Last week the Student Senate Finance Committee granted the Knox College Model United Nations (KMUN) $2,151 to attend the McGill Model United Nations Conference (McMUN) in Montreal, Canada this January. Sophomore and KMUN Treasurer Ryan Higgins is excited for the chance to meet other MUN teams and exercise the skills he has cultivated.
“It’s basically a way to allow our group to put our skills into action, have a great time, and make connections from around the world that can then be used later in life,” Higgins said.
The $2,000 for the conference, which covers conference fees and rooms, would normally be included in KMUN’s annual budget. Senior and Student Senate Treasurer Sam Cohen said that KMUN was not initially granted funds for the conference last year because their proposal for the event was not descriptive enough.
This is part of a larger initiative by Cohen and 2017-18 Senate Treasurer Junior Cayne Randle to impose stricter guidelines on those requesting funds from the Student Senate Finance Committee. Randle added the stipulation that if a club does not have a mission statement, accurate information and sufficient description in its annual budget to be submitted in Spring Term, its funding could be cut in half.
This is what befell KMUN last spring in addition to being denied funding for the McMUN trip.
KMUN usually makes two trips each year, sometimes as far as London or Paris. Because of the budgeting issues, last year’s KMUN made just one trip to a Model United Nations conference in Chicago. Higgins said that KMUN is still in contact with people they met at the conference which included schools across the United States, from Ivy League universities to community colleges. Sophomore and KMUN Public Relations officer Max Caplan said that conferences like these give students a chance to build networks with people from around the world.
“It’s the first time I’ve actually worked with the people you just sort of hear about from various Ivy League schools, and you’re right there with them and schools from all over the world,” Caplan said.
McMUN is a popular Model UN conference attended by schools from the East and West Coast, the Midwest, Canada and one or two international schools. The conference consists of 20 or 30 staff members monitoring 10 different committees. The staff run simulations of crisis scenarios faced by the United Nations with members taking on the roles of different countries’ delegations. While there is a focus on teaching members how the UN functions, they also deal with foreign policy, historical and current events. Since KMUN is relatively small, with just four exec members running simulations, this is an important opportunity.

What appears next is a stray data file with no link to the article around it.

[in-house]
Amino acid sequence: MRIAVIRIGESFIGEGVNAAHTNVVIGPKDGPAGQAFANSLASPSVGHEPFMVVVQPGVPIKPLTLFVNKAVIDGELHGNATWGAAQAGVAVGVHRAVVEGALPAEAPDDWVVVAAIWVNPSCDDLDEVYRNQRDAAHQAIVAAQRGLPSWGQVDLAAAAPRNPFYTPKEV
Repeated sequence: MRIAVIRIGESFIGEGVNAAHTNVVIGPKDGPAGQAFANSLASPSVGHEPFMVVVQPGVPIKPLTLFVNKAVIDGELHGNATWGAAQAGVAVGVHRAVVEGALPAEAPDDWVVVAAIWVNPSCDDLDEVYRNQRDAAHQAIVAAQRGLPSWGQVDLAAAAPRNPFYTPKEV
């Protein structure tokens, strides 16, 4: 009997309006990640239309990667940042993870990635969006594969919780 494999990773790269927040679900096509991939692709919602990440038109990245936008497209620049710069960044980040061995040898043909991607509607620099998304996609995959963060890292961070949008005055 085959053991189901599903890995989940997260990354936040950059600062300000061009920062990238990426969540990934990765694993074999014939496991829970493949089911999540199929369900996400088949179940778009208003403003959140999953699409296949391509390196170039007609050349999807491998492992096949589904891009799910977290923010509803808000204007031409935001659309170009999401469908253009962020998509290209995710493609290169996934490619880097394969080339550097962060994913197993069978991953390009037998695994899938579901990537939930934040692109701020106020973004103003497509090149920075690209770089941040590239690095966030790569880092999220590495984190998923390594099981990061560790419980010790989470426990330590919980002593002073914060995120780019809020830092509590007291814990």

Delegations made up of students from different schools work through simulated crisis scenarios, solving complex issues by giving speeches, writing proposals, working collaboratively and asserting some form of leadership. The 2019 McMUN topics range from the International Court of Justice to the formation of Imperial Japan to “Black Panther.” Caplan said he finds the process of performing difficult and anxiety inducing and that is precisely why he does it.
“I’ve done theatre a long time, I do improv here at Knox, but now the audience is performing back at you and you have to captivate them,” Caplan said. “It’d be like two plays facing each other down, trying to compete for the most attention.”
Flights to Montreal for nine KMUN members could cost an additional $3,000. Because of budgeting constraints, the club will submit a second request at the beginning of Winter Term. Senate gave KMUN the original $2,000 on the condition that the club attempt to raise most of the funds themselves. KMUN is currently in the process of choosing a platform. Caplan believes this is a fair stipulation.
“I think it can be fair if we go and we rise to the occasion and work as hard as we can to go,” Caplan said. “I think it will be fair but now it’s on our end to earn that money.”
Cohen said that while $2,000 is a large amount, it is reasonable and sustainable in the context of Student Senate’s budget and KMUN’s financial situation. Cohen, who was on KMUN for two years, knows how valuable it is for members to attend larger conferences.
At conferences, Caplan has encountered many people who have never heard of Knox College. While this can be incredibly frustrating, he sees it as an important opportunity to give back to the school in addition to helping members hone valuable skills in negotiation, leadership, communication and networking.
“I think we’re a small club but we’re an important one,” Caplan said.